Academic journal article English Journal

Opportunities for Advocacy: Interrogating Multivoiced YAL’s Treatment of Denied Identities

Academic journal article English Journal

Opportunities for Advocacy: Interrogating Multivoiced YAL’s Treatment of Denied Identities

Article excerpt

Leteo is this place of second chances.

-Adam Silvera, More Happy Than Not

In a slightly futuristic version of

our society, Adam Silvera's More Happy Than Not features Aaron, a 16-year-old who considers undergoing the Leteo medical procedure to erase a piece of his identity-his homosexuality. Examining this desire allows readers to consider whether Aaron's decision is wholly elective. His choice is seemingly influenced by societal norms and expectations about sexuality. Several characters within the novel seek to reprogram their identities, and each reveals the intricacies inherent in conceptualizations of choice. A woman in her early 20s wants to stop the schizophrenic voices in her head (83). A soldier suffers from posttraumatic stress disorder and seeks to forget his memories of war (155). A boy is overcome with grief when his identical twin is murdered by a gunman who confused the two brothers (3-4). These examples helped us imagine how students might consider whether and how identity denial comes from within or without and how these characters' decisions reveal that choices are sometimes made for us-and how power and equity influence our identities.

Young adult literature (YAL) provides readers with a multivoiced palette that embraces cultures, genders, ages, sexualities, and experiences. Within this array are stories that feature characters who deny elements of their identities or experiences that they find challenging or difficult. Multivoiced literature's treatment of these attempts takes on resonance given the historical and social realities of marginalized cultures and communities often featured in such titles. Providing students with opportunities to examine this literature allows for critical conversations about power and equity and analyses of how identity is both constructed and perceived. Discussion about how one might choose to deny specific identities can allow students to scrutinize which identities are privileged or denied, affirmed or suppressed.

This article draws on the assumptions that identity is not only negotiable and socially constructed but also personally constructed (Gee) and that literature can allow readers to disrupt and interrogate the complex ways in which identity may be socially, politically, and culturally situated (Curwood; Glenn; Glenn et al.). Asking students to examine critically why characters seek to deny a part of their voices can complicate their understandings of identity. Examining characters who decide to intentionally silence identities can reveal that there may not be a distinction between choosing to be erased versus already being erased. The texts included in this article force us to interrogate the level of choice these characters actually have when they seemingly "choose" to erase their identities.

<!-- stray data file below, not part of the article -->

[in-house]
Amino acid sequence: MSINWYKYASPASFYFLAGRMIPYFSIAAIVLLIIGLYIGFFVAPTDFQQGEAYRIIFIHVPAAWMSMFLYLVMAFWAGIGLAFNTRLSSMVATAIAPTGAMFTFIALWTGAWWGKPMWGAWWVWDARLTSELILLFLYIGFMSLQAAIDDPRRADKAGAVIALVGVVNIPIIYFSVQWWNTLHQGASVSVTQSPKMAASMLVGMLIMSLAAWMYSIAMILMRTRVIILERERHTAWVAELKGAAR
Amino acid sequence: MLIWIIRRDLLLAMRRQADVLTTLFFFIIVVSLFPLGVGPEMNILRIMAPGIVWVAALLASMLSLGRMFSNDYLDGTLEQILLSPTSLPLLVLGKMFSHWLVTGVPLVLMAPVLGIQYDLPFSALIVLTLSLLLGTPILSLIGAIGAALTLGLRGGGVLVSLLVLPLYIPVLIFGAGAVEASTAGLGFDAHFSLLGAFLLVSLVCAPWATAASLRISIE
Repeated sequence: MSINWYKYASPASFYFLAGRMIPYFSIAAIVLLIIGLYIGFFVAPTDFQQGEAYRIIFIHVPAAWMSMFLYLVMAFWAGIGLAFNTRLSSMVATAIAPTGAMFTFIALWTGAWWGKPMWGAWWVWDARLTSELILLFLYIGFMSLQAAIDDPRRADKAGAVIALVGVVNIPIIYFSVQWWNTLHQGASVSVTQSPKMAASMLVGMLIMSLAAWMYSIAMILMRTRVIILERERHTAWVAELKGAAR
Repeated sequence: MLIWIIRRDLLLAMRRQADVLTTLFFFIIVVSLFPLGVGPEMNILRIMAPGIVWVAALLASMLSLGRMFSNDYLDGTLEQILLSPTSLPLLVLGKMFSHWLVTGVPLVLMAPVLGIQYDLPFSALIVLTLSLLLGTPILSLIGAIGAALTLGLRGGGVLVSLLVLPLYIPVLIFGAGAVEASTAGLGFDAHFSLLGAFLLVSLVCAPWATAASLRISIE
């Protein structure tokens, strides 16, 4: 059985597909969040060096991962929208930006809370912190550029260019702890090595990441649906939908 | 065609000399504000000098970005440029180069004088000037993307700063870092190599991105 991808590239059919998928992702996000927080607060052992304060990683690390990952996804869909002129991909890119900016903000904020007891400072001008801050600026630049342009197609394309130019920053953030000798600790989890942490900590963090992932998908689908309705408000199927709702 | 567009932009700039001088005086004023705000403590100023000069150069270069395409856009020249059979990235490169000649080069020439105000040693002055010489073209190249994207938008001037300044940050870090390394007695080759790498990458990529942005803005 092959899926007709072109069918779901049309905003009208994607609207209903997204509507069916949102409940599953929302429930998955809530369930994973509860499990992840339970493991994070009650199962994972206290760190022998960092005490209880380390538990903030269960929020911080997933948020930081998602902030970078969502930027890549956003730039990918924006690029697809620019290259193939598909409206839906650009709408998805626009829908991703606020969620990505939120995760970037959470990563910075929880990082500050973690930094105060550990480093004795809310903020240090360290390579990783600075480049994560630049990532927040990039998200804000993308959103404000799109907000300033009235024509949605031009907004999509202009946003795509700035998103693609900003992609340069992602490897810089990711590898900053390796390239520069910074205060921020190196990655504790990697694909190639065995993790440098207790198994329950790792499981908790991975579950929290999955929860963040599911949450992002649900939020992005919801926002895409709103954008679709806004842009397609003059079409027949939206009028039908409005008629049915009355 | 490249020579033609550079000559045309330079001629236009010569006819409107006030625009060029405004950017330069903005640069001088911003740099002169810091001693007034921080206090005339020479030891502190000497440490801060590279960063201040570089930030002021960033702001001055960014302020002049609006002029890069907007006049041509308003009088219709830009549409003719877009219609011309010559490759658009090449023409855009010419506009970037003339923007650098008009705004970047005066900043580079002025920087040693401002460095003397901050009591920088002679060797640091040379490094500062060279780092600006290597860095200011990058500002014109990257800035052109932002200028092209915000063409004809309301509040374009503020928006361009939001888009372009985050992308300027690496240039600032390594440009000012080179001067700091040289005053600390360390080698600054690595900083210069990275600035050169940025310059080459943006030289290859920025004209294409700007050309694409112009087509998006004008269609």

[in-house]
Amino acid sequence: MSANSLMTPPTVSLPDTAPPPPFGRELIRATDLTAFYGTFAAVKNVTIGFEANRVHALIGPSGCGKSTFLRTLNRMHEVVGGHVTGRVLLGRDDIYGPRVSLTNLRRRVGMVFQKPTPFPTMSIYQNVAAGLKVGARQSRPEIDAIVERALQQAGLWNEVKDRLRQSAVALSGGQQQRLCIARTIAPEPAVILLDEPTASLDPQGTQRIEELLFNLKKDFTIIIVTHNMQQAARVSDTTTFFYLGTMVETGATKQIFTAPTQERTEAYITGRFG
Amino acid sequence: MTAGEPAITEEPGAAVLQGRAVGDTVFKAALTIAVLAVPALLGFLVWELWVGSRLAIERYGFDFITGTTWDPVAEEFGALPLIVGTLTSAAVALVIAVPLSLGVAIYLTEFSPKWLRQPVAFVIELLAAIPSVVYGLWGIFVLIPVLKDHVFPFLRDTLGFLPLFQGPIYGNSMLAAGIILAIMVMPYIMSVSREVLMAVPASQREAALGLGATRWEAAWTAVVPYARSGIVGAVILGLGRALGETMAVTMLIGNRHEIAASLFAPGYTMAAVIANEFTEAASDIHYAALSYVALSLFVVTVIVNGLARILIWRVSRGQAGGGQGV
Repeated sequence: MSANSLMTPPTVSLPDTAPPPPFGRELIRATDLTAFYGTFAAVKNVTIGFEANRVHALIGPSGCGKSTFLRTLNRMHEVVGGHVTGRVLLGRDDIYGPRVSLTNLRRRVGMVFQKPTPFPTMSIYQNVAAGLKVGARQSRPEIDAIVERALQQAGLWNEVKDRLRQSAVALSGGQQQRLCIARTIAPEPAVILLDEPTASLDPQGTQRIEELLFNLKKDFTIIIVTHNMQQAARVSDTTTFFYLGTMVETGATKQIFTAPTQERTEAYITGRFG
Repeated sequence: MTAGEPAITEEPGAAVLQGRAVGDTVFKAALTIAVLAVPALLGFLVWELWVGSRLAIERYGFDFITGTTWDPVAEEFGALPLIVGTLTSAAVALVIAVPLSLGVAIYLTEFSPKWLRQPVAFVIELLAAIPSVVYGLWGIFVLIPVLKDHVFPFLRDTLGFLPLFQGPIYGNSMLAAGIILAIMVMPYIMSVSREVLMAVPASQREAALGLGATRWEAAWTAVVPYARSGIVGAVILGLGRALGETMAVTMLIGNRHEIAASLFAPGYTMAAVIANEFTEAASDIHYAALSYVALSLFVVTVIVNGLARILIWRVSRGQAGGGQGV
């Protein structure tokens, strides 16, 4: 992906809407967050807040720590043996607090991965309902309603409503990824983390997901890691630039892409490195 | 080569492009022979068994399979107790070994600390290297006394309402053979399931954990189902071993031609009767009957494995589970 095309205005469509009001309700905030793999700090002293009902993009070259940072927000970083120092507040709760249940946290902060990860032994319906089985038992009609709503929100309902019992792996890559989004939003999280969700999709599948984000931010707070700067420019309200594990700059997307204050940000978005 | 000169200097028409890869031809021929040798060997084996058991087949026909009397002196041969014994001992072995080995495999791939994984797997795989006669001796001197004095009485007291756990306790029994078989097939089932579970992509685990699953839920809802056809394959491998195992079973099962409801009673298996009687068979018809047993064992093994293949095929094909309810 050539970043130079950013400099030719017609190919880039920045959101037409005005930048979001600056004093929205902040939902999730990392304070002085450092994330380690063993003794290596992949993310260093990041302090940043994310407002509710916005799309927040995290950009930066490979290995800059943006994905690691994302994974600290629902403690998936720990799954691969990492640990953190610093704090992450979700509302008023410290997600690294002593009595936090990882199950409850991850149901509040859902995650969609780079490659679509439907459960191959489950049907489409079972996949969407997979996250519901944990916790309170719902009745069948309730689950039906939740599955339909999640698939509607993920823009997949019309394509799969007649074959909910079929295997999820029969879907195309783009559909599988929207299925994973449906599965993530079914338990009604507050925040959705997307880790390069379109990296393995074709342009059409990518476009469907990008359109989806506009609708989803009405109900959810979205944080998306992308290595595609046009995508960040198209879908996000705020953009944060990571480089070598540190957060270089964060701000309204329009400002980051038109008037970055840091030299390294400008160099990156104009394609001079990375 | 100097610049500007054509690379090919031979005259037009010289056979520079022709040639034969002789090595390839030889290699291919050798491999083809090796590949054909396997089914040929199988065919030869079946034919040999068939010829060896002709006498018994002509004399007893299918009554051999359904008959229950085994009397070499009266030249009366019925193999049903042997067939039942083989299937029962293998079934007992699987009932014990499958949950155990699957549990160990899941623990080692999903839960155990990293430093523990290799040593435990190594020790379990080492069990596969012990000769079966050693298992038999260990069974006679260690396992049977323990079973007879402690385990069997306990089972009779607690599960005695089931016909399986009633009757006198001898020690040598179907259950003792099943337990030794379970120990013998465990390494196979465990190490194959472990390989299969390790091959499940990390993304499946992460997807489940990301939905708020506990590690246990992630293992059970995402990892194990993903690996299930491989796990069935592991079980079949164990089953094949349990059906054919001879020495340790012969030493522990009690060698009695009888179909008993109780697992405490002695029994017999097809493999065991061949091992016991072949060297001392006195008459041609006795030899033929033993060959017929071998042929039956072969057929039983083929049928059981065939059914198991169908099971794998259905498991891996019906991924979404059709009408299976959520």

The literal identity erasure in More Happy Than Not prompted us to examine other instances of identity denial, literal and figurative. As we analyzed how characters attempt to erase their identities, we considered how students might engage in critical conversations about the ways that people in our multivoiced society are silenced both overtly and subtly. Engaging in critical examinations of identity denial allows readers opportunities to interrogate power inequities in society. In the following sections, we provide three classroom units of study that we believe can help students analyze identity erasure and advocate for acceptance of difference across culture and community. We recognize that students might already be engaging in these discussions; these units are designed to help students extend, complicate, and affirm their thinking. Each unit centers on a multivoiced focal text containing elements of identity erasure and includes activities to build knowledge, ideas to prompt rich classroom discussions, and an advocacy project that invites students to listen closely for voices that are silenced and assume agency.

Immigration Reform: Building Political Awareness and Sharing Perspectives

The first unit features The Secret Side of Empty by Maria E. …

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